In his teens, Scottsdale Realtor Jeff Fields lost three friends to suicide.
Those losses have served as a call-to-action of sorts for Fields, who has dedicated years of his life to raising awareness of suicide and suicide prevention via local nonprofit Teen Lifeline.
Eight years ago, Fields began his journey with Teen Lifeline as an advocate, eventually moving his way up to board president.
Now, he is one of the National Association of Realtors’ five 2020 Good Neighbor Award winners.
“It’s so incredibly exciting,” Fields said of the award. “More than anything, it means an opportunity for more awareness for Teen Lifeline.”
As part of the award, Fields will receive a $10,000 grant for his charity and will be featured in the November-December issue of Realtor Magazine.
Scottsdale Area Association of Realtors will also honor Fields, in lieu of the traditional ceremony held annual at the Realtors Conference and Expo.
“In an extraordinary year, these Realtors inspire us to care about others and contribute to making our communities a better place,” said realtor.com CMO Mickey Neuberger in a prepared statement.
Nominees were not only judged on the amount of time dedicated to a cause, but also their financial and material contributions.
As a volunteer and past board president of Teen Lifeline, Fields has served more than 28,000 youth through a peer-to-peer teen crisis hotline, while providing community education on suicide prevention.
When he was a high school drama teacher, he began speaking at high schools around the state about suicide prevention.
“When I was a high school theater teacher, I wished I had known that there was a resource like Teen Lifeline. So, when the opportunity came up and I learned what that organization was all about, I knew it was a perfect fit of something I wanted to volunteer for, to really help raise awareness and connect teachers with this organization to help,” Fields said.
Fields later became a Realtor and made an impressive monetary impact on the nonprofit.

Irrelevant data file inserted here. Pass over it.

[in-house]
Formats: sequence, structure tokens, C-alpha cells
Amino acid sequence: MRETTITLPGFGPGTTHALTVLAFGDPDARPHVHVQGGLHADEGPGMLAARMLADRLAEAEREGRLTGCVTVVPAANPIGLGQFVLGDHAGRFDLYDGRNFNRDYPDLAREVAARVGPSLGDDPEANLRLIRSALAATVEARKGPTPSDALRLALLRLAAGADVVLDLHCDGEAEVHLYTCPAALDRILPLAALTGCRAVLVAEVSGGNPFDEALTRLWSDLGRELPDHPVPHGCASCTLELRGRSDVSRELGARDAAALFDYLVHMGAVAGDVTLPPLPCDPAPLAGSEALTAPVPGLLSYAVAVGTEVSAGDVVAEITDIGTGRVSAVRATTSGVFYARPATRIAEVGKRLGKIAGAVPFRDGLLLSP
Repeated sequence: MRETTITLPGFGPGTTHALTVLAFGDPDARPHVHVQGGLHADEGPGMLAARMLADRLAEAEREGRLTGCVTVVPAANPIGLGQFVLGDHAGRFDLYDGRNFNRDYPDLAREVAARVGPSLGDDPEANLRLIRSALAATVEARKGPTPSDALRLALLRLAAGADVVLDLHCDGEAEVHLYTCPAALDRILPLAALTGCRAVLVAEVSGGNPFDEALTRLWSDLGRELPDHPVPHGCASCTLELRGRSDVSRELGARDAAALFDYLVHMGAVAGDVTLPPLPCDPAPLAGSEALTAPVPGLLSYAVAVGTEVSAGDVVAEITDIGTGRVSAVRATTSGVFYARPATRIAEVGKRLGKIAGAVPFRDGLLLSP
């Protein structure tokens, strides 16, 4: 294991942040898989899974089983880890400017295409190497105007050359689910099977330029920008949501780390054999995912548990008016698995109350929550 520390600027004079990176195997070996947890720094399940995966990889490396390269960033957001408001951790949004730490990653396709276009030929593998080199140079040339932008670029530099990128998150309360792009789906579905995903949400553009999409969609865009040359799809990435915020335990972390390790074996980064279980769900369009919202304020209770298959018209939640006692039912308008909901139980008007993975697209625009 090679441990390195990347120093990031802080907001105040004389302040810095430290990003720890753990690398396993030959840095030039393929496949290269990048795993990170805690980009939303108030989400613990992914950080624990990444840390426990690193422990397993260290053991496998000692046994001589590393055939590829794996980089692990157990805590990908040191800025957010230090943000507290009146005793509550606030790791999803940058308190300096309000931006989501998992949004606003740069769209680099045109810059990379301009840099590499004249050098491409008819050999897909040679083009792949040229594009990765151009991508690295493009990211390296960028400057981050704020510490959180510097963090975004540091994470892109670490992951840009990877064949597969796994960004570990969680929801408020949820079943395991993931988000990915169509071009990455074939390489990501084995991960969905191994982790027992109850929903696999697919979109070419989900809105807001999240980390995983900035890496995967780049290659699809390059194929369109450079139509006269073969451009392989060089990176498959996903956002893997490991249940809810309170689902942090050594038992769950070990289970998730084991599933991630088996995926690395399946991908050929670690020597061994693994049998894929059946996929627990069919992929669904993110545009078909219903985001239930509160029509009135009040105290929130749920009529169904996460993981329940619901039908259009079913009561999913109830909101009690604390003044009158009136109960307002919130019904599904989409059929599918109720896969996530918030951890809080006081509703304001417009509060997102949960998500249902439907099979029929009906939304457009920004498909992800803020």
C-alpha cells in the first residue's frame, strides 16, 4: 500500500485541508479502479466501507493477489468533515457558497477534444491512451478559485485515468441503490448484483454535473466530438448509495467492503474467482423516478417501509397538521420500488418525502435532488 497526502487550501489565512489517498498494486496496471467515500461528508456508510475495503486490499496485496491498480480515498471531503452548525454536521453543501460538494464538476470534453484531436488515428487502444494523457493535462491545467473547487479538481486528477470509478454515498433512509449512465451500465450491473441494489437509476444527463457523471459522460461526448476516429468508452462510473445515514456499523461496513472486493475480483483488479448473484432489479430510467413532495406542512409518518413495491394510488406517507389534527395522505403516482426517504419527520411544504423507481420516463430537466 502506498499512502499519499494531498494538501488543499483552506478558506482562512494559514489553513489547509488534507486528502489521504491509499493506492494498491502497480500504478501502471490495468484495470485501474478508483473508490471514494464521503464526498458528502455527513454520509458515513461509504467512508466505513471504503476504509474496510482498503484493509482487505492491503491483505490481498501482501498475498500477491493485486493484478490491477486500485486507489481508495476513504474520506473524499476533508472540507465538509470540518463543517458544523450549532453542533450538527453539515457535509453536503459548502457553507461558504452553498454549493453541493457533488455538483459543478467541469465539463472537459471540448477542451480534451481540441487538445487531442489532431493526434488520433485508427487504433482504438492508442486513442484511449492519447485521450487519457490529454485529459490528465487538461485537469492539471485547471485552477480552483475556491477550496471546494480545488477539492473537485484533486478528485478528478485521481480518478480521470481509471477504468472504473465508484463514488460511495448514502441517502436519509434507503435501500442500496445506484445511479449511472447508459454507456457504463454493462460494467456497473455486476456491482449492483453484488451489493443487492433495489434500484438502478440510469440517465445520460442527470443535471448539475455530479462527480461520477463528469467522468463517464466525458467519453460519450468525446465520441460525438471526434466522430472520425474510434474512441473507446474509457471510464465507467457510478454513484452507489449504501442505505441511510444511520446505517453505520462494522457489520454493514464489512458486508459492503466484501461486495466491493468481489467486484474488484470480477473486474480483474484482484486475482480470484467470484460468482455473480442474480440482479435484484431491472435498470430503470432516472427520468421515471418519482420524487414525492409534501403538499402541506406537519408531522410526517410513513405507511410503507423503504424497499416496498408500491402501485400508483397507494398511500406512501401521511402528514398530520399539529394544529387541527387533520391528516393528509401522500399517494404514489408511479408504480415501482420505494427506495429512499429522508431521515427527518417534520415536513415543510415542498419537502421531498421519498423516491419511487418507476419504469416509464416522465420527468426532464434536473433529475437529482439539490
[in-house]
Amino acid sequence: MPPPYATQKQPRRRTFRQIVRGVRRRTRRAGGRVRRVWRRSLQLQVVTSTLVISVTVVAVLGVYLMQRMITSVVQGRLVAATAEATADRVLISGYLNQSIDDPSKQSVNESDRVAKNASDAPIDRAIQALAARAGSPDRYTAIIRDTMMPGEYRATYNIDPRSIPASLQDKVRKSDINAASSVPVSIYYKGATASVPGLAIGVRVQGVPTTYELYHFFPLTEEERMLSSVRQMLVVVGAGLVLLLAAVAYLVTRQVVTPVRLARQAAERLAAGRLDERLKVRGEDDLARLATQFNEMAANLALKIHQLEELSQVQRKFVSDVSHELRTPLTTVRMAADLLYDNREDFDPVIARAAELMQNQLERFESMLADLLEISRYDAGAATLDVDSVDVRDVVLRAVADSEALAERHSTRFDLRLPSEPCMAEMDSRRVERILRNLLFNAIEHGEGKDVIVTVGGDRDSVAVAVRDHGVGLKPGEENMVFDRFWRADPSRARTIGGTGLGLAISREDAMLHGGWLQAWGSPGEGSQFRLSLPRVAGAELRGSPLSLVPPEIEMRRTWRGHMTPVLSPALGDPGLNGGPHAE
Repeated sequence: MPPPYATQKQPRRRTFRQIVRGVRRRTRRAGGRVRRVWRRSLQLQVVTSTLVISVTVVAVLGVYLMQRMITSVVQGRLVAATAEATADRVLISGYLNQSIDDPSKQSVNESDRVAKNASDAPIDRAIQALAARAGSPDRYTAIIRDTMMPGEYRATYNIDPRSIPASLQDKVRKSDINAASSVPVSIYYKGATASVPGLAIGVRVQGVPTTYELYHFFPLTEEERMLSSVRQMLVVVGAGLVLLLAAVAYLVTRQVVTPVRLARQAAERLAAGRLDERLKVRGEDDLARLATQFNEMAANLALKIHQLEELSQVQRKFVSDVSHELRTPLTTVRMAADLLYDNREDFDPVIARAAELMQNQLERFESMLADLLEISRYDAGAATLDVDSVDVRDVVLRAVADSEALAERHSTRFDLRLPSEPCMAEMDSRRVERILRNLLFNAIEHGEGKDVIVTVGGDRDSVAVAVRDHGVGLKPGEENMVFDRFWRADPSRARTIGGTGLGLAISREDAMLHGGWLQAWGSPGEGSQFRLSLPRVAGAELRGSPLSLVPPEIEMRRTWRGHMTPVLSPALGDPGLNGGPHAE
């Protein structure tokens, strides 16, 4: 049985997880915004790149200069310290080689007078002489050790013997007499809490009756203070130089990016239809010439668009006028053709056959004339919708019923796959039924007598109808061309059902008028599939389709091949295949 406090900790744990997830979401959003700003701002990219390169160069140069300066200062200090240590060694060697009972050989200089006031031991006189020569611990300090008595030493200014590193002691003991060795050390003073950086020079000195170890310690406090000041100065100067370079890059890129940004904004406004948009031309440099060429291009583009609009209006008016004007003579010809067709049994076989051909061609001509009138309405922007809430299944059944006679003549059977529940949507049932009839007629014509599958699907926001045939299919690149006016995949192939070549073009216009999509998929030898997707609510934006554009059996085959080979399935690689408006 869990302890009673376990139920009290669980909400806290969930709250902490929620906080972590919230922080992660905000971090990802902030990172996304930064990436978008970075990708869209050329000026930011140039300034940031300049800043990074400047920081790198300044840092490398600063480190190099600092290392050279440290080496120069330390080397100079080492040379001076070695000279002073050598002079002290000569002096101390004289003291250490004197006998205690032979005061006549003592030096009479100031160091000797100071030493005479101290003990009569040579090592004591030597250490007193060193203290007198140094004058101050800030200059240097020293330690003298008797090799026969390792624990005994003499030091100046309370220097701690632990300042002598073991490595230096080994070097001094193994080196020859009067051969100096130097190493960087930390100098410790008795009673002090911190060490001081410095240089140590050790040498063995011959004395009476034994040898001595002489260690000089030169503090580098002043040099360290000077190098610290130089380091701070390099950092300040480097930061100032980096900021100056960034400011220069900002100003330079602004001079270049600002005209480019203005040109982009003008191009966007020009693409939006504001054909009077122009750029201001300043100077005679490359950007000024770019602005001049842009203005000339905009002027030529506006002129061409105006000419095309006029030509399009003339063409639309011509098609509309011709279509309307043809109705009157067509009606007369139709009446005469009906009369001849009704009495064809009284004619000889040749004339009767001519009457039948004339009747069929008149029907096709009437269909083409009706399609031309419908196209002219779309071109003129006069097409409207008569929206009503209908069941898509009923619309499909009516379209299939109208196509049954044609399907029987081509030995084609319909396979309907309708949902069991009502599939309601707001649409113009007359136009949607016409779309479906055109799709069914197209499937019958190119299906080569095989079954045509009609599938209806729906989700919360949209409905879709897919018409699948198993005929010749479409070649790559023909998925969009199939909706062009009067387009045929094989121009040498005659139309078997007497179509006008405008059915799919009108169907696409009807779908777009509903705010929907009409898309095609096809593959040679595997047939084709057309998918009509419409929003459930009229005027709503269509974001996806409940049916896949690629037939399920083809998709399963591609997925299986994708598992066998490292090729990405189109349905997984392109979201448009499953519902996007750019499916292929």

One of his real estate clients donated $50,000 last year to Teen Lifeline and Fields helped the nonprofit raise nearly $500,000 at its gala last year.
This year’s gala has been canceled due to the pandemic; it will now be held Oct. 1, 2021 at Omni Scottsdale Resort & Spa at Montelucia.
“A scary fact out there that people are putting out is that because of the pandemic, they see 40 percent of nonprofit agencies closing,” Fields said. “That won’t be the case for Teen Lifeline.”
“We’re very strong and have a strong infrastructure, but most certainly our line of donations and fundraising has been drastically affected. So, that’s definitely a shift and a pivot that we are having to make in order to raise new funds,” he continued.
Funds raised at the Connections of Hope Gala will help Teen Lifeline peer-to-peer hotline volunteers respond to thousands of calls and 1,300 text messages from teens in crisis this year.
Teen Lifeline also provides prevention education and outreach to nearly 200 schools and more than 50 community and youth-focused organizations.
“The piece I like to focus on is that suicide really is the most preventable death that exists if you catch it in time. By using as much awareness as possible and connecting people to the organization, we’re effectively saving lives and creating a better tomorrow,” Fields said.
Amid the pandemic, the nonprofit, which was deemed an essential business, received a “significant increase” in calls and texts.
“It can be for any number of reasons, from depression, anxiety, and loneliness, to alcohol and drug abuse,” Fields said.
“There’s also a horrible domestic violence side that the pandemic has brought about,” Fields added, “because if you think about it for a lot of those teens, school was the sanctuary.
“That was the safe spot. And not only did school get taken away, but they were often quarantining and locked into this horrible situation that they couldn’t really get out of it.”
Due to the pandemic, the nonprofit is “definitely outpacing” last year’s 28,000 calls.
“That number will most certainly increase for 2020,” Fields said.
Fields said he’s most proud of the growth the nonprofit has achieved over the past eight years he’s been on the board, during which the nonprofit has grown from three employees to 15 and tripling their operating budget to more than $1 million.
“To be able to be instrumental in helping the organization grow and be able to reach new levels of awareness and help has been a pretty awesome accomplishment,” he said.
Looking ahead, Fields plans to continue to pursue his goal of helping teens know that they’re not alone.
“We are on the back of over 200,000 Arizona school IDs with the Teen Lifeline number and the message that you’re not alone — and that has had a significant impact in being able to connect people,” Fields said.
This is Fields’ second time for being awarded the Good Neighbor Award.
The Scottsdale Area Association of Realtors gave him the award last year’s Installation & Awards Ceremony.
Over the past 21 years, the Good Neighbor Awards program has awarded nearly $1.4 million in grants to more than 200 Realtor-led nonprofits in 40 states, 15 countries and in Puerto Rico.
“Our Good Neighbor Award winners leave a remarkable impact on their communities every year, but everything these Realtors have done in 2020 is even more impressive and more commendable,” said NAR President Vince Malta. “I am proud to honor Jeff Fields for dedicating his time and passion to giving hope to teens who had none.”